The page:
Christianity,  Culture

Yoga Redux


Last month, I posted a brief note about an article by Albert Mohler arguing that the practice of Yoga is incompatible with the Christian faith. The Associated Press covered Mohler’s article and subsequently set-off a tempest of controversy with Yoga practitioners across the country.

Many Christian Yoga devotees objected to Mohler’s piece and contended that their practice of Yoga had no religious dimension to it at all. For them, Yoga offered no contradiction at all to their Christian convictions. Mohler’s response to that argument was simple. If there’s no religious dimension to your Yoga, then it’s not Yoga. It’s just stretching.

According to today’s New York Times, a group of Hindu leaders seems to be agreeing with Mohler. They aren’t trying to make converts to Hinduism, but they do want people to be more aware than they are about the religious roots of Yoga. Here’s a snippet:

“A group of Indian-Americans has ignited a surprisingly fierce debate in the gentle world of yoga by mounting a campaign to acquaint Westerners with the faith that it says underlies every single yoga style followed in gyms, ashrams and spas: Hinduism.

“The campaign, labeled ‘Take Back Yoga,’ does not ask yoga devotees to become Hindu, or instructors to teach more about Hinduism. The small but increasingly influential group behind it, the Hindu American Foundation, suggests only that people become more aware of yoga’s debt to the faith’s ancient traditions.”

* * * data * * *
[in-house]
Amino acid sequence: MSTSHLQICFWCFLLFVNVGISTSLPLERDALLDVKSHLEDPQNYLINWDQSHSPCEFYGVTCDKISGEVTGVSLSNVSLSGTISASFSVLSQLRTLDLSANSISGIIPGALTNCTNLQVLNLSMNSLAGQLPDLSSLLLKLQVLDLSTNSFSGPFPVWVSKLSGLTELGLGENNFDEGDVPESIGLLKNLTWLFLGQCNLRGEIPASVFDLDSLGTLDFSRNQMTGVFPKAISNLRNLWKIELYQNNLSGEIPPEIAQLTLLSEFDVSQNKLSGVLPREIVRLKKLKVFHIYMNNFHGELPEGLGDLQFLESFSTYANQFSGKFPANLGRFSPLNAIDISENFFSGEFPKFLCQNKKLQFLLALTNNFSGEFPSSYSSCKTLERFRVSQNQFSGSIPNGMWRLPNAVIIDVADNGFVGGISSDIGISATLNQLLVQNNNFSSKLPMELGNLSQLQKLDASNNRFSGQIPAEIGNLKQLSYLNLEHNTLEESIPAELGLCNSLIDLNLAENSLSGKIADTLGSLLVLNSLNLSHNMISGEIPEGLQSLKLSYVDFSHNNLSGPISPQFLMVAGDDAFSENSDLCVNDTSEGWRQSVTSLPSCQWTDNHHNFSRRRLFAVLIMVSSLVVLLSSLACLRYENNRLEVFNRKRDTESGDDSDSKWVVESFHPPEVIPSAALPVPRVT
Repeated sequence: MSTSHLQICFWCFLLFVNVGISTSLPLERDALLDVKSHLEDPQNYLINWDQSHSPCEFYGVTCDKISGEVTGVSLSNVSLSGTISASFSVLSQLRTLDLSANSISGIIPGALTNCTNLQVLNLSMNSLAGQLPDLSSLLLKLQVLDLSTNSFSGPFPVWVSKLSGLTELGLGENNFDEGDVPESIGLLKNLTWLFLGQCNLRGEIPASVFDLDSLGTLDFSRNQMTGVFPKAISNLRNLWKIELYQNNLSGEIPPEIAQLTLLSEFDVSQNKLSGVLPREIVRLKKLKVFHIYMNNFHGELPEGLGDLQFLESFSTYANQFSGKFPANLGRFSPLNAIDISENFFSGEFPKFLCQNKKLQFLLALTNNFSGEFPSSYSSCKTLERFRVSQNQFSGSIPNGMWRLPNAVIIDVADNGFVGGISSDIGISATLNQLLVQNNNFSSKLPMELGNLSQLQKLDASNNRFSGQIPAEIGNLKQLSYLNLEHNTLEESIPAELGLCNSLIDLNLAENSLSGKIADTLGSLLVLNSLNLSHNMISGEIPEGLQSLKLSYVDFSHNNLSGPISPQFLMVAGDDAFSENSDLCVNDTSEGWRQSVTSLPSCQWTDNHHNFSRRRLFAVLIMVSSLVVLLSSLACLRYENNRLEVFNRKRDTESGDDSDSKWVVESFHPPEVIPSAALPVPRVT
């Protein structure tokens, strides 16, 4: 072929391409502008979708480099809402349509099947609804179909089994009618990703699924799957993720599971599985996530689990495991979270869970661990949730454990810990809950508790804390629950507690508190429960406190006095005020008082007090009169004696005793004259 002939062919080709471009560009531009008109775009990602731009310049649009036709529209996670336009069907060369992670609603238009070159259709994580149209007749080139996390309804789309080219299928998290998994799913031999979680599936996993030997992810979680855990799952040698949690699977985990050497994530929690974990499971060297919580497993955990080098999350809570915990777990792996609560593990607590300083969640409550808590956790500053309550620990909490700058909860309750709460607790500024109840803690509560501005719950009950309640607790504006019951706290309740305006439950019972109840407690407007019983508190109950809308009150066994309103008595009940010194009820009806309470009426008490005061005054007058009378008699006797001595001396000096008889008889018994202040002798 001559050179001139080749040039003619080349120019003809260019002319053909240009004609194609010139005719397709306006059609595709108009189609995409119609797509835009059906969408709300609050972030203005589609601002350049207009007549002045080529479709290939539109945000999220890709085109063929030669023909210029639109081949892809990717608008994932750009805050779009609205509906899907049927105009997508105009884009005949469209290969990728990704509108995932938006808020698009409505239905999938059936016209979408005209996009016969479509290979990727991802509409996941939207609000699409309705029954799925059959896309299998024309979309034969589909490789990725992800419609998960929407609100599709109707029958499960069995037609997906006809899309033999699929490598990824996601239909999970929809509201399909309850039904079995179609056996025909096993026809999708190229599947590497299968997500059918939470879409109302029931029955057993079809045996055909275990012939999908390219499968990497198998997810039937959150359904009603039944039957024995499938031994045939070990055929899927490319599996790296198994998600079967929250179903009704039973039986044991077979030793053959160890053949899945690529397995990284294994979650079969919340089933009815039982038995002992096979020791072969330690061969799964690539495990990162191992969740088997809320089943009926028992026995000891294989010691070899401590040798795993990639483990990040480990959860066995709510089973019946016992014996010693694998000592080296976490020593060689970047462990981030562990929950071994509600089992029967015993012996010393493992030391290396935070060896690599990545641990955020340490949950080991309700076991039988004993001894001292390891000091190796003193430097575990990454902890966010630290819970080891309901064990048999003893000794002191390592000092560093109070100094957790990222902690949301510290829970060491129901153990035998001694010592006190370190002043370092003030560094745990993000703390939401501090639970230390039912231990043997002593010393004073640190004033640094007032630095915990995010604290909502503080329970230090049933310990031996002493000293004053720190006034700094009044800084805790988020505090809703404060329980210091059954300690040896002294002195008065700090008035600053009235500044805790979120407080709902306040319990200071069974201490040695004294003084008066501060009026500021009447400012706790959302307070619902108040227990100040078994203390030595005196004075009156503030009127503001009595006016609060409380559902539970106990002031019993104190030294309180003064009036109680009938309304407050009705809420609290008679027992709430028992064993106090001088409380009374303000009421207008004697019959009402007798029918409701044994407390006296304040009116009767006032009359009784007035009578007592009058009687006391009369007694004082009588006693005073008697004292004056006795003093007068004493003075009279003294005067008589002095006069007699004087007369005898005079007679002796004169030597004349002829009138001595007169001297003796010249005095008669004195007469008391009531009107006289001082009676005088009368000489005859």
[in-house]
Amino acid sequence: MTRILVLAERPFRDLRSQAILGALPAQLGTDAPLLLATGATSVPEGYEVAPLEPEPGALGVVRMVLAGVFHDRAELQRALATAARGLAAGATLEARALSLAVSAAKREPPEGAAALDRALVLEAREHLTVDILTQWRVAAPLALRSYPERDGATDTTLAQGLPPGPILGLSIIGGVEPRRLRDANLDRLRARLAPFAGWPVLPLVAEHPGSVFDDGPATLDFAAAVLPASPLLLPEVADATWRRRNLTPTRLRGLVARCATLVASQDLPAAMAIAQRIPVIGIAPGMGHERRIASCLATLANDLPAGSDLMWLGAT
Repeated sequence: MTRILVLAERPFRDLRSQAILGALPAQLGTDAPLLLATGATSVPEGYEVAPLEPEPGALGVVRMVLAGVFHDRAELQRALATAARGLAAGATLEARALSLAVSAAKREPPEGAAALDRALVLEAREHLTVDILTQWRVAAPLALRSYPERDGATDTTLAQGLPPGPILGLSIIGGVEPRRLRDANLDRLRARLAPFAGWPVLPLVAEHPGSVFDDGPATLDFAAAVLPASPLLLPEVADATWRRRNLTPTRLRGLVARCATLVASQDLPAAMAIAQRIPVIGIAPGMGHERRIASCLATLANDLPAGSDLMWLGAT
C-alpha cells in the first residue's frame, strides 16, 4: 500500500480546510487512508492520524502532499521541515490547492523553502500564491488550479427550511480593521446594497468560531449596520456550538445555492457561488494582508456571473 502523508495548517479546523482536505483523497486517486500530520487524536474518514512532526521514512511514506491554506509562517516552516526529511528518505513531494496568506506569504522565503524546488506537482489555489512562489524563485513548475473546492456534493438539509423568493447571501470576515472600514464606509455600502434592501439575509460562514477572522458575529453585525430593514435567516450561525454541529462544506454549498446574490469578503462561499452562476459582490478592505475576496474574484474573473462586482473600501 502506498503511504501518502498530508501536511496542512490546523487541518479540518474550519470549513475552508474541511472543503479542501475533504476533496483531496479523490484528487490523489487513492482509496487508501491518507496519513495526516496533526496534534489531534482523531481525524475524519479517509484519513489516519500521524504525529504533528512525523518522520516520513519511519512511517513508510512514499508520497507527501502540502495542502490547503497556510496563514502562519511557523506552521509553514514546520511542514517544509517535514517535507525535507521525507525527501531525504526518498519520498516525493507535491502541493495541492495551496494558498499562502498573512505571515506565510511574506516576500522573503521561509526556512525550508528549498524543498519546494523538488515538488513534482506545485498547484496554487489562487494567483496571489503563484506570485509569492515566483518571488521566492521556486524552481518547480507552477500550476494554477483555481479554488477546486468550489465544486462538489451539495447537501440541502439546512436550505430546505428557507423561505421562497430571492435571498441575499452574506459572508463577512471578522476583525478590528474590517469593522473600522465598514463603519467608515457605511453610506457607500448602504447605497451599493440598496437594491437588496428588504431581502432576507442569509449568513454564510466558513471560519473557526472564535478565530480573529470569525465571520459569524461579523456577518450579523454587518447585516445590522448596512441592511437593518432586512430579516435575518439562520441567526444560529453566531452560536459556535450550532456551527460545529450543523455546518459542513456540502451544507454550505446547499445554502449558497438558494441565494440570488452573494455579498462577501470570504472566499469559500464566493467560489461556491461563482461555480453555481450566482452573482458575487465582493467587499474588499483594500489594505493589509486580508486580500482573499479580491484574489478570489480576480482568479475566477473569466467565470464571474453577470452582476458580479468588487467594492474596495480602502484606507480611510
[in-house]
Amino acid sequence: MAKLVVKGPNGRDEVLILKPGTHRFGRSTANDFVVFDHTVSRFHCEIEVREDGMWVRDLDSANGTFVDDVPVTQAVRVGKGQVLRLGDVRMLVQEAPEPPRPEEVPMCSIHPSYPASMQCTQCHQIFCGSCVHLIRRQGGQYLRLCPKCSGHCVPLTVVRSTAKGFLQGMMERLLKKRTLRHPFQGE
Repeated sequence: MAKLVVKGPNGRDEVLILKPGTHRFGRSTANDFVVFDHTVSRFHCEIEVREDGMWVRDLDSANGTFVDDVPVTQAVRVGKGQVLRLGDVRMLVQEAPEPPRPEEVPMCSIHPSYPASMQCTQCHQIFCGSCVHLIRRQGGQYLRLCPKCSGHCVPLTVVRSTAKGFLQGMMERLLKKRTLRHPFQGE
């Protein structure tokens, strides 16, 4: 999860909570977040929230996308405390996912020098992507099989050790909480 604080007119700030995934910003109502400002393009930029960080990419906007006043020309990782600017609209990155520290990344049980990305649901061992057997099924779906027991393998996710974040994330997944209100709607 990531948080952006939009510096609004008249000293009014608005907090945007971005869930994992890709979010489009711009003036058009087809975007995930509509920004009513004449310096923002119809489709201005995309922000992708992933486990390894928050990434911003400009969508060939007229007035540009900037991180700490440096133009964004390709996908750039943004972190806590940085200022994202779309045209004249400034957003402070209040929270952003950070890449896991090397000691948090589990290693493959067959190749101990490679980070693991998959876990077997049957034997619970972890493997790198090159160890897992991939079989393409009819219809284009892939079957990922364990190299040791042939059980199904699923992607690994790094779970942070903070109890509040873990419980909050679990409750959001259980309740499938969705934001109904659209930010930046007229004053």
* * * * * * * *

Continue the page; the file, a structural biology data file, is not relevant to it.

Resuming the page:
Mohler is quoted in the article, and you can read the rest of it here.


  • Timothy

    It seems incontrovertible that yoga has origins in practices of the religions in the Indian subcontinent. Other fairly widespread practices also have their origins in eastern religion. Martial arts and acupuncture are two obvious examples. The question then arises when does e.g. acupuncture cease to be taking part in eastern religious practices and when does it become something that Christians can legitimately receive or administer. Certainly most Korean Christians would have absolutely no problem about it at all. And very few in the West would have a problem with karate or taekwondo. The coach of the Korean Olympic taekwondo team is or was a Christian.
    Yoga is slightly more complicated because it does have a very lively current place in some of the religions of India and has in this guise had a real presence outside India. So yoga cannot claim to be simply neutral in all cases. But can it claim neutrality among some people? That for me is not so easy to answer as Mohler seems to imply. It may just be “stretching” in Mohler’s terms but the techniques are derived from the religious practice and go far beyond the stretching techniques of the West unless they have been influenced by yoga. Why can one not call it yoga but see it as non religious?

  • Charlton Connett


    You can call “it” whatever you want. You can call “non-religious stretching based off Hindu religious methods” “yoga” but the fact is that historically speaking, and properly describing “yoga,” that is not yoga, it is a form of stretching based off of yoga, but not the same. The primary reason I think we shouldn’t call stretching “yoga” is because of the potential for confusing words and meanings. It would be like calling Jefferson’s Bible a bible. Yes, his “bible” is based off of the bible, but when you take out every miracle and leave only a “de-mythologized” Christ story, that is no longer the bible, it is a distortion.